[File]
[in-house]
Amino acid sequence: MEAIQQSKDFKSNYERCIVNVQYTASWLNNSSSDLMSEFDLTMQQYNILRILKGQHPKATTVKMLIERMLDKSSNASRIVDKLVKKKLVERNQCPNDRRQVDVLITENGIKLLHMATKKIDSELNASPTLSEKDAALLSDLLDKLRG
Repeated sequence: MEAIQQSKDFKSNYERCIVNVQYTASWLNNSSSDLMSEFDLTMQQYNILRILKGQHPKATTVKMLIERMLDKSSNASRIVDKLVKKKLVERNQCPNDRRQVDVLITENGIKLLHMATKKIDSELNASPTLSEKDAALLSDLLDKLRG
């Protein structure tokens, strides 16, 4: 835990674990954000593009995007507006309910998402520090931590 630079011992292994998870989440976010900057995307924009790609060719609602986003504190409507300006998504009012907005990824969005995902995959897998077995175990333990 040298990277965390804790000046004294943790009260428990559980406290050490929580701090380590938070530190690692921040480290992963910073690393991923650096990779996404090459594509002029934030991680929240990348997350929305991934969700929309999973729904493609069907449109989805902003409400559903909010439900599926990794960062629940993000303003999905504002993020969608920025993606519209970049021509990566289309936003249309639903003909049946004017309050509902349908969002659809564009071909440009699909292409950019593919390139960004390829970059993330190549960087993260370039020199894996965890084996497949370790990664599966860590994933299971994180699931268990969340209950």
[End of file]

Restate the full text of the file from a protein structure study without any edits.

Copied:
[in-house]
Amino acid sequence: MEAIQQSKDFKSNYERCIVNVQYTASWLNNSSSDLMSEFDLTMQQYNILRILKGQHPKATTVKMLIERMLDKSSNASRIVDKLVKKKLVERNQCPNDRRQVDVLITENGIKLLHMATKKIDSELNASPTLSEKDAALLSDLLDKLRG
Repeated sequence: MEAIQQSKDFKSNYERCIVNVQYTASWLNNSSSDLMSEFDLTMQQYNILRILKGQHPKATTVKMLIERMLDKSSNASRIVDKLVKKKLVERNQCPNDRRQVDVLITENGIKLLHMATKKIDSELNASPTLSEKDAALLSDLLDKLRG
């Protein structure tokens, strides 16, 4: 835990674990954000593009995007507006309910998402520090931590 630079011992292994998870989440976010900057995307924009790609060719609602986003504190409507300006998504009012907005990824969005995902995959897998077995175990333990 040298990277965390804790000046004294943790009260428990559980406290050490929580701090380590938070530190690692921040480290992963910073690393991923650096990779996404090459594509002029934030991680929240990348997350929305991934969700929309999973729904493609069907449109989805902003409400559903909010439900599926990794960062629940993000303003999905504002993020969608920025993606519209970049021509990566289309936003249309639903003909049946004017309050509902349908969002659809564009071909440009699909292409950019593919390139960004390829970059993330190549960087993260370039020199894996965890084996497949370790990664599966860590994933299971994180699931268990969340209950």